• Member countries handle such “hits” differently, with some treating a Red Notice as an arrest warrant, and others requiring a domestic warrant to be issued prior to detention.

Red Notice subjects have experienced all kinds of responses to an INTERPOL hit arising during their travels:

  • some have been ordered back onto the plane and back to their departure countries;
  • some have been briefly questioned;
  • some have been detained and released on bond; and
  • some have been detained, arrested, and jailed pending further court proceedings.

The question of whether to travel while wanted internationally depends upon the level of risk that is acceptable to the wanted person.

The main purpose of an INTERPOL Red Notice is for INTERPOL’s member countries to help each other find and extradite fugitives and bring them to justice.

So why do we sometimes see a wanted person living openly in another country, without being extradited to the country where she is wanted by the authorities?

A common requirement in extradition treaties is dual criminality requirement, meaning that the crime for which one country seeks the extradition of an individual must also be a crime in the country where the individual is currently located.

For example, in some countries, the crime of criminal association alone is enough for prosecution. In other countries, that crime must be prosecuted along with another crime in order to be valid.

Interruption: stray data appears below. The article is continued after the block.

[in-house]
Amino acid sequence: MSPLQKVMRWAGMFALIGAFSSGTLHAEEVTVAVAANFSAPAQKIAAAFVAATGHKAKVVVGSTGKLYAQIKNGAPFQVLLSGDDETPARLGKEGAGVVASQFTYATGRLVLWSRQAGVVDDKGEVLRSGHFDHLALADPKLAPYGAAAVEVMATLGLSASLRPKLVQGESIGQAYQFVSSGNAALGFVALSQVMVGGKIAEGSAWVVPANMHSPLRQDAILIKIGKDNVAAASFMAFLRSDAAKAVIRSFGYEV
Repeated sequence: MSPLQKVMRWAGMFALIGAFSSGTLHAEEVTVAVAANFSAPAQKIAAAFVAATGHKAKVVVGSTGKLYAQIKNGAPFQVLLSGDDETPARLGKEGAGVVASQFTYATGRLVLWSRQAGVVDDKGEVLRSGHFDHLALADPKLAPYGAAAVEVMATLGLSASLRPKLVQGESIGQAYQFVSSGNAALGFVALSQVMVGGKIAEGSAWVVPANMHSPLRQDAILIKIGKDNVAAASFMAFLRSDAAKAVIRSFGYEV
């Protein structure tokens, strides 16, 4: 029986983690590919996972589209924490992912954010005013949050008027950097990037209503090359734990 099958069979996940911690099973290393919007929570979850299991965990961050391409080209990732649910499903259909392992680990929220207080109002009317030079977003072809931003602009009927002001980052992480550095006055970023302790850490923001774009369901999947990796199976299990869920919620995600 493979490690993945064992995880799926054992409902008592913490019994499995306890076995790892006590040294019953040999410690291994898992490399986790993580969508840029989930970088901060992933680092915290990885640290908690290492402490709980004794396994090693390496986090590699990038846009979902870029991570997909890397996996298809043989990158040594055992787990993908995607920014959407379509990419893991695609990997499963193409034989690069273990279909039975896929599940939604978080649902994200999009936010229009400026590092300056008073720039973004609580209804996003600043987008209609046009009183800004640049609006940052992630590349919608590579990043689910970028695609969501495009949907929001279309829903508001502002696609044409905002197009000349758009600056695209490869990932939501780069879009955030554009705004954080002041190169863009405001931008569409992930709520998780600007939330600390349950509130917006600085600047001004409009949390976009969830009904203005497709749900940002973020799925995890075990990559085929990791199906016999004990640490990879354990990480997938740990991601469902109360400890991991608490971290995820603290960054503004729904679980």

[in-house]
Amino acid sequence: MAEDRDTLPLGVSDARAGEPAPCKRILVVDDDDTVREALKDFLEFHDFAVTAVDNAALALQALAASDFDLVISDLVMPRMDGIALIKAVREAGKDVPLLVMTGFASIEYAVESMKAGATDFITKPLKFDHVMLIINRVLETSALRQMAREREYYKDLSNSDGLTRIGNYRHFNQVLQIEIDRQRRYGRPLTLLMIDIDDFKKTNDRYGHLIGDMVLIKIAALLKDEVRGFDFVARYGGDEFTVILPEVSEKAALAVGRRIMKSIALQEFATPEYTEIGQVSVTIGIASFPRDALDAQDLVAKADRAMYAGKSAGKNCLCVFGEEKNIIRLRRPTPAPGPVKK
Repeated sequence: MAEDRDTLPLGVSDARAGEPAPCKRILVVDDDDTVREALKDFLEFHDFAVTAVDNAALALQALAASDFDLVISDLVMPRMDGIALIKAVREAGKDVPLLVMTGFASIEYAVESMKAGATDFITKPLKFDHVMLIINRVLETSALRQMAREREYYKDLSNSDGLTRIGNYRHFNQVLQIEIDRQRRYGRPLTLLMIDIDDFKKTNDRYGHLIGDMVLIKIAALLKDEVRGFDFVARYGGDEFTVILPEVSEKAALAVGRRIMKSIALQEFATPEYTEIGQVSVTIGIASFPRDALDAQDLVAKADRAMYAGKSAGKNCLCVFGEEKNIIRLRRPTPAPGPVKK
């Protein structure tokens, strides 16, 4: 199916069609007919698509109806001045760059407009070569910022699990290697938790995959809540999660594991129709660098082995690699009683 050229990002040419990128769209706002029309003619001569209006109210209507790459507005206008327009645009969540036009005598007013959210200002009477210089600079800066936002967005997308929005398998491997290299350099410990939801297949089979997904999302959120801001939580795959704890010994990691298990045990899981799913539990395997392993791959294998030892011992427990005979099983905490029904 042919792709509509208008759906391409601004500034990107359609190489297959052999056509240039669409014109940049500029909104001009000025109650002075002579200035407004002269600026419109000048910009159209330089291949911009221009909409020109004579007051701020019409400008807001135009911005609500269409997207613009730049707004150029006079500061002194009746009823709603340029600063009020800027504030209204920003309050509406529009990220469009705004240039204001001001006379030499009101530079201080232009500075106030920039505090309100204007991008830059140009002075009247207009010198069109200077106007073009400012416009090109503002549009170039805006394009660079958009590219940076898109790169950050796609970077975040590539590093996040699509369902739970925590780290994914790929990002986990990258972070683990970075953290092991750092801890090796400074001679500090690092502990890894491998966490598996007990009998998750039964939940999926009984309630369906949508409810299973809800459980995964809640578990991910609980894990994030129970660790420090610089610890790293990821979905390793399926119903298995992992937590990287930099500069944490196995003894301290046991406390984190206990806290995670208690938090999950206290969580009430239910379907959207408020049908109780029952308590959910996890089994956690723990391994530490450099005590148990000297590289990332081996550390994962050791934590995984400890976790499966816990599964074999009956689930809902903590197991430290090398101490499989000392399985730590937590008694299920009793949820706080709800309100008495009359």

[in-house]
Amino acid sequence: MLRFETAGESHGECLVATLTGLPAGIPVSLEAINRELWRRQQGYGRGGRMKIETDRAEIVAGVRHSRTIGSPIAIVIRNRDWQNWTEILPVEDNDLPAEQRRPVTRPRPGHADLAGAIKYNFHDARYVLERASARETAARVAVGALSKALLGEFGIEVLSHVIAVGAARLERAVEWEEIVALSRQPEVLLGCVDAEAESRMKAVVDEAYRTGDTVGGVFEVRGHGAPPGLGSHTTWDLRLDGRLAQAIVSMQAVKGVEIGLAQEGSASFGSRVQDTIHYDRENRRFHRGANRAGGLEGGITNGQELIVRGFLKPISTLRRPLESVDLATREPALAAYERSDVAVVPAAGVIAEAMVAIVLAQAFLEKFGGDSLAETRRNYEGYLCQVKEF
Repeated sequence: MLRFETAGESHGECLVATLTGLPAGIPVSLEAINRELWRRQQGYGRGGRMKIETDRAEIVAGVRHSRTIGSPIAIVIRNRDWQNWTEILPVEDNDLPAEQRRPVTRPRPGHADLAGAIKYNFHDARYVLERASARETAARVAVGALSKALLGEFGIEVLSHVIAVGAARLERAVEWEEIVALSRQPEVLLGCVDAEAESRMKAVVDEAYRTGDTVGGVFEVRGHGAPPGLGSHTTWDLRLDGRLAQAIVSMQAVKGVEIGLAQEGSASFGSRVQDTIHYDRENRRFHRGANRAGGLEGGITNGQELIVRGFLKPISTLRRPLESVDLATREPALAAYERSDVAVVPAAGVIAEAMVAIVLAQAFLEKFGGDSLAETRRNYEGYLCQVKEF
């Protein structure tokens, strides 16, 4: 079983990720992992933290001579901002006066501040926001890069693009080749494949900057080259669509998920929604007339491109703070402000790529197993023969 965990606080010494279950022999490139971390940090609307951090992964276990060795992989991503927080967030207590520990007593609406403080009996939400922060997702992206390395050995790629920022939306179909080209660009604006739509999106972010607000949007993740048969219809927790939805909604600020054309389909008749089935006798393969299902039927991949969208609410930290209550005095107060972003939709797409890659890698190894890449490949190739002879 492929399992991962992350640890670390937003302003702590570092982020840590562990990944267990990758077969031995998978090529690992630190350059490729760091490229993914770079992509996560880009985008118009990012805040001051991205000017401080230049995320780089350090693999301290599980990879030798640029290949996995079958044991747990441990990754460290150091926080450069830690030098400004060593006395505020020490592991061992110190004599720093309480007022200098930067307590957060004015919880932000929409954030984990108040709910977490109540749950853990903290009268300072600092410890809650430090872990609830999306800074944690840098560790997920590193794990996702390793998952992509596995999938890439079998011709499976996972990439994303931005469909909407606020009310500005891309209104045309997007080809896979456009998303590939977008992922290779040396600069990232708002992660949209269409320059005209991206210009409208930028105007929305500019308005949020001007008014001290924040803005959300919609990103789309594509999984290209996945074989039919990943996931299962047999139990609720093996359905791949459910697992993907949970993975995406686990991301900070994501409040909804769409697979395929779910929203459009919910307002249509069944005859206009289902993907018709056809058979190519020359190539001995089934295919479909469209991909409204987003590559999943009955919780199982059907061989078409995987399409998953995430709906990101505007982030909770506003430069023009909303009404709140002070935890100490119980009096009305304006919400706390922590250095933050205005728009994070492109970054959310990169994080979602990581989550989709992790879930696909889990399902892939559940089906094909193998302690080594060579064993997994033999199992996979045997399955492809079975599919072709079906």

Without dual criminality, extradition proceedings normally will not occur.
BUT, removal from another country can happen without extradition.

For questions about INTERPOL or related matters, contact INTERPOL attorney Michelle Estlund at Estlund Law, P.A.: 305 448 0077 or mail@estlundlaw.com.

While Red Notice removal is the goal of most of our INTERPOL clients, some INTERPOL subjects need assistance with the lesser-known Green Notice.

A reader recently wrote to Red Notice Law Journal with the following question:

“I am active in a non-profit legal advocacy organization, ACSOL (Alliance for Constitutional Sex Offense Laws) that represents the rights of those convicted of sex offenses and am researching as part of its efforts the use of Green Notices or Diffusions that may be used to limit their ability to travel.